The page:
Mt. Zao (蔵王山)

Mt. Zao is one of the most popular ski resorts in Japan, and home of the famous ‘snow monsters’. In summer, it’s an easy stroll via a picturesque volcanic lake, and the hot springs at the base of the mountain are an added bonus to help rejuvenate tired muscles.

The hike: There’s no doubt about it. The ease of access will bring huge swaths of crowds in the summer months, but with a little timing you can have some peace and solitude. My advice would be to arrive at Katta-toge in the early evening and stay at the stone emergency hut at the summit of Mt. Katta (刈田岳). The hut is unmanned and completely free to stay in. Bring your own water and be prepared for a 10 minute walk to use the toilets at the parking lot. This way, you can wake up at the break of dawn and enjoy a wonderful stroll without a soul in sight. From the huge parking lot, follow the well-marked trail towards Mt. Kumano (熊野岳). Along the way, you’ll pass by a stunning volcanic lake on your right, named Okama (御釜). The emerald green colors are breathtakingly beautiful (or so I’m told – I was unfortunate because the lake was completely hidden in thick fog!) Click here to get an idea of the scenery in good weather. Continue on the same trail for a gentle climb, taking a left at the only junction you’ll find. You’ll be on the summit of Mt. Kumano in about 20 minutes, where the views are stunning in nice weather. Yamagata city stretches out directly below you, framed in the distance by Mt. Iide, Mt. Asahi, and Gassan. From the summit, you can either retrace your steps back to Katta-toge, or descend down to Zao Onsen via the long ski resort. I recommend the latter option as the only bus from Katta-toge doesn’t leave until 1pm. The path through the ski resort is well-marked, and just before you take the final descent toward the very bottom of the lift, look for a bridge branching off to the right, which will take you to the ‘big bath’ (大露天風呂), a fantastic outdoor bath with milky white water. Unfortunately it’s not open in the winter, because there were problems with peeping Toms from the ski runs above. It’s definitely one of the highlights of Zao hot spring, so don’t miss this chance! Click here for more info.

When to go: This hike can be done year round if you’ve got some snowshoes. In fact, I’d recommend combining this hike with a weekend on the ski slopes. If the weather is good, then you can take the gondola up to JIzo-sancho (地蔵山頂) and hike for one hour via a route marked with huge poles to the summit of Mt. Kumano (熊野岳). Otherwise, you can opt for an easy stroll from the trailhead at Katta-toge.

Access: From Yamagata (山形) station, take a bus bound for Zao Onsen (蔵王温泉) and get off at the Zao Onsen bus terminal (蔵王温泉ターミナル). The bus takes about 30 minutes and leaves once an hour. Click here for the schedule. There’s only one bus a day going directly to the trailhead at Katta-toge (刈田峠). It leaves Yamagata station at 9:30am. If you miss this bus, then just take a bus to Zao Onsen and hitchhike from there (or start your hike from there for the 1000m vertical ascent to the summit).

Level of difficulty: 1 out of 5 (elevation change ~200m).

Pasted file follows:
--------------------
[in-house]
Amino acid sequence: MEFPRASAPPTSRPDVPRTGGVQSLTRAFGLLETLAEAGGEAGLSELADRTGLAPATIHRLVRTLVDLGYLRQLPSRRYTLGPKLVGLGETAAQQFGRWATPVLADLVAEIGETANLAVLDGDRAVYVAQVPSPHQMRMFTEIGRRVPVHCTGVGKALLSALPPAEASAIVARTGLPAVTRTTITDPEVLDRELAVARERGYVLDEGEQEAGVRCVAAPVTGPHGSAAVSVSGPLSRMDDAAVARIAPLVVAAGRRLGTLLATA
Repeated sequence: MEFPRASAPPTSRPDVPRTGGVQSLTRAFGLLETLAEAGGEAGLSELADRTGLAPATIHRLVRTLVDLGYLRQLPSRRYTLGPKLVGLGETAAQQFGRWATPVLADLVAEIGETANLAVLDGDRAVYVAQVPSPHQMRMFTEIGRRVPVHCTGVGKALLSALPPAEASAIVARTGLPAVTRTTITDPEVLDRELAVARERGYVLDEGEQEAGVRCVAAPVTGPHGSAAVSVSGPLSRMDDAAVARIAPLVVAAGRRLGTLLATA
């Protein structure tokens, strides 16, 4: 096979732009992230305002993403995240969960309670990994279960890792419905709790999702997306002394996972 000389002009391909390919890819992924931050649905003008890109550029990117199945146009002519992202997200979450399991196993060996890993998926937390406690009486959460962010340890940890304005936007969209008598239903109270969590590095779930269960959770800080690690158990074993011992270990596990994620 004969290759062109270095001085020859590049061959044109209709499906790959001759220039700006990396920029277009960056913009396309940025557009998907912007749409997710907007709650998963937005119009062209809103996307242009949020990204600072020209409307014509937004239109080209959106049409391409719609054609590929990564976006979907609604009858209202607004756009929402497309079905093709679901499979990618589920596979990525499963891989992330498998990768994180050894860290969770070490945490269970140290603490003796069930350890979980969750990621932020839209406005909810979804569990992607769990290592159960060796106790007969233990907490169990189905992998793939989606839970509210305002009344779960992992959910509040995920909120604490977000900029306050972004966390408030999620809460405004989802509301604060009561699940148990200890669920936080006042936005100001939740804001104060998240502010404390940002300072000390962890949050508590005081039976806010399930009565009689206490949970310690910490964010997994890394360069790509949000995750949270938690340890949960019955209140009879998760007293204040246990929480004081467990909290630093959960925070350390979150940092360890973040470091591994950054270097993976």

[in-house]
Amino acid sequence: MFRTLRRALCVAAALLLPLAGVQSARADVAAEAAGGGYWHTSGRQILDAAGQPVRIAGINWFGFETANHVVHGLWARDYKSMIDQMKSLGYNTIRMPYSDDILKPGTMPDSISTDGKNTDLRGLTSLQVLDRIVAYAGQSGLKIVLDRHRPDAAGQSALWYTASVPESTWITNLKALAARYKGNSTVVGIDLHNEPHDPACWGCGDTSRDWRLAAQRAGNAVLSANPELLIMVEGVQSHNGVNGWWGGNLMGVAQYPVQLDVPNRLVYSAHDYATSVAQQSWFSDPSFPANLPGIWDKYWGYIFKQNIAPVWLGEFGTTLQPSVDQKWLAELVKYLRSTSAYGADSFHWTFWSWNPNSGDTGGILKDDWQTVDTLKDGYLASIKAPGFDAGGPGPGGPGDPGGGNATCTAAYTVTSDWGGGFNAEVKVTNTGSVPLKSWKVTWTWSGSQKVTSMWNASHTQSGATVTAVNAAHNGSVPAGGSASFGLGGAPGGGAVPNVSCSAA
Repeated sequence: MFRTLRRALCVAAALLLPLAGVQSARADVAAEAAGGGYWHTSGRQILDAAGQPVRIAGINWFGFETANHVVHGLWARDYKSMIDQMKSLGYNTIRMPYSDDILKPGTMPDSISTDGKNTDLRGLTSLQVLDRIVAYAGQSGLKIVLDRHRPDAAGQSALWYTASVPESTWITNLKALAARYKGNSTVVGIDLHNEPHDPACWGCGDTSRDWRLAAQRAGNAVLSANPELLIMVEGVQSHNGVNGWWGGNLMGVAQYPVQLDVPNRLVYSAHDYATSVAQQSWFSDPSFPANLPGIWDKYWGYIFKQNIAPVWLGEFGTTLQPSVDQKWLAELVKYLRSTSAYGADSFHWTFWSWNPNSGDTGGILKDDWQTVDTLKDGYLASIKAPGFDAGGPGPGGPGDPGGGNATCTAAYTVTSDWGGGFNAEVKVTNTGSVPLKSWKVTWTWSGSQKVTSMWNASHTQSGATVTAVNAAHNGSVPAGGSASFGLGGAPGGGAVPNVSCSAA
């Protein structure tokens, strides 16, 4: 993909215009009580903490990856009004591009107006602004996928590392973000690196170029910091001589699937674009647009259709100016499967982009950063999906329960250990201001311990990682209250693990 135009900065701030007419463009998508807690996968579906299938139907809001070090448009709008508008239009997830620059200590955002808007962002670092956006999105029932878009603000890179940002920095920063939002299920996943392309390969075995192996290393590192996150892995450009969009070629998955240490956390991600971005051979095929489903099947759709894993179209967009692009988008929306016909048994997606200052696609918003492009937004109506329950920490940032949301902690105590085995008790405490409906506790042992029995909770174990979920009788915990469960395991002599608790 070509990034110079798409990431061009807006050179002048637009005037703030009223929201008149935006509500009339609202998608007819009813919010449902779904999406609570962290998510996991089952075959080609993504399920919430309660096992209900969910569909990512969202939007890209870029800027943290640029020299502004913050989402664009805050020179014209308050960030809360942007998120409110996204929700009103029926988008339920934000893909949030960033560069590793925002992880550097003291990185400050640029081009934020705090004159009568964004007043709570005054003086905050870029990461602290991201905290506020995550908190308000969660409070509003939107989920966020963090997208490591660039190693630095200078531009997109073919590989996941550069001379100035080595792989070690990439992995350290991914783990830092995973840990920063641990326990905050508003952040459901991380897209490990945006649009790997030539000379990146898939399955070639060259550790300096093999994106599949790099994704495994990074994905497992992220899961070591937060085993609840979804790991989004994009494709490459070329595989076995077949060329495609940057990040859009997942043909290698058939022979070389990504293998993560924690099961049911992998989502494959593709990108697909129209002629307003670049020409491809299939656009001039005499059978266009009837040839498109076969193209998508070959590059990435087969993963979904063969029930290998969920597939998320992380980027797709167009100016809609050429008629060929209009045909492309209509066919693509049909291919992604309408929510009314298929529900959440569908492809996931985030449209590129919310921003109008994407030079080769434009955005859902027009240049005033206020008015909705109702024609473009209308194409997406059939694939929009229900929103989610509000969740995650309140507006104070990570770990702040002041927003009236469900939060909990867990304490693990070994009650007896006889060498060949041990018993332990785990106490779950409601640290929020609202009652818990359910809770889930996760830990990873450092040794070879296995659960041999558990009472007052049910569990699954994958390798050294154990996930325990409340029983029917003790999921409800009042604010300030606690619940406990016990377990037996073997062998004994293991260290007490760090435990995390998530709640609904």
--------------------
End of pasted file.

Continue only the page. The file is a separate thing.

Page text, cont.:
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10 Comments on “Mt. Zao (蔵王山)”

  1. Kirt Cathey Says:

    Excellent outline of this hike. Will give it a try after returning from Thailand next week.


  2. James McCrostie Says:

    I just got back from doing this hike. Another possibility for more walking is taking the bus to the top of Katta-dake then taking a short hike to the Katta-toge Hinan-goya emergency hut. There is no water source but there is a toilet.

    But be careful getting to the hut. You have to cross the road several times which can be a bit tricky on a busy Sunday.

    After leaving your pack you can hike to the top of Sugi-ga-mine then along the boardwalk through the Shibakusa-daira marsh area and then on to the Byobu-dake or Minami Byobu-dake or even Fubo-san peak depending on how much time you have. Then retrace the trail back to whichever hut you are staying at.

    I do recommend staying at one of the three huts near the top and hiking around Okama crater in the early morning when no one else is around. A much nicer experience than dealing with all the afternoon crowds.

  3. Steve Says:

    You mention the trail is well marked, is this viable to do solo in winter? Or better not?

    • wes Says:

      The trail is popular even in winter with cross-country skiers and snowshoers, who start from the top of the ski lift. There are giant 5 meter high wooden poles placed regularly along the route as markers.

  4. will Says:

    hi !
    thanks a lot for all those precious infos on hiking in japan.
    i was wondering about the radioactivity on mt zao ?
    would you go?

    • Steve Says:

      Except in the ~20km radius around the plant, things are fine. I’ve been there, no problems : )

      • Will Says:

        Thanks for the fast reply !! :)
        Why is mt adatara more of a concern ? It’s almost the same distance as mt zao ?

      • Steve Says:

        I don’t know Mt. Adatara, but a quick google reveals that (like Zao) it is a volcano and there are issues related to that. See [this]( for example. Note that sometimes warnings are issued for Zao as well, when activity increases and experts think there is a possibility for an eruption. Unrelated to the Daichi meltdown though.

  5. Ilona Says:

    Hello! Thank you for your informative post on Mt Zao. I love the idea of staying at the hut!

    We were wondering if you have any experience with hiking from Mt Zao/Zao Onsen to Zao Fox Village? It seems so close but I can’t find any trail maps on google.. (I can’t read Japanse..)


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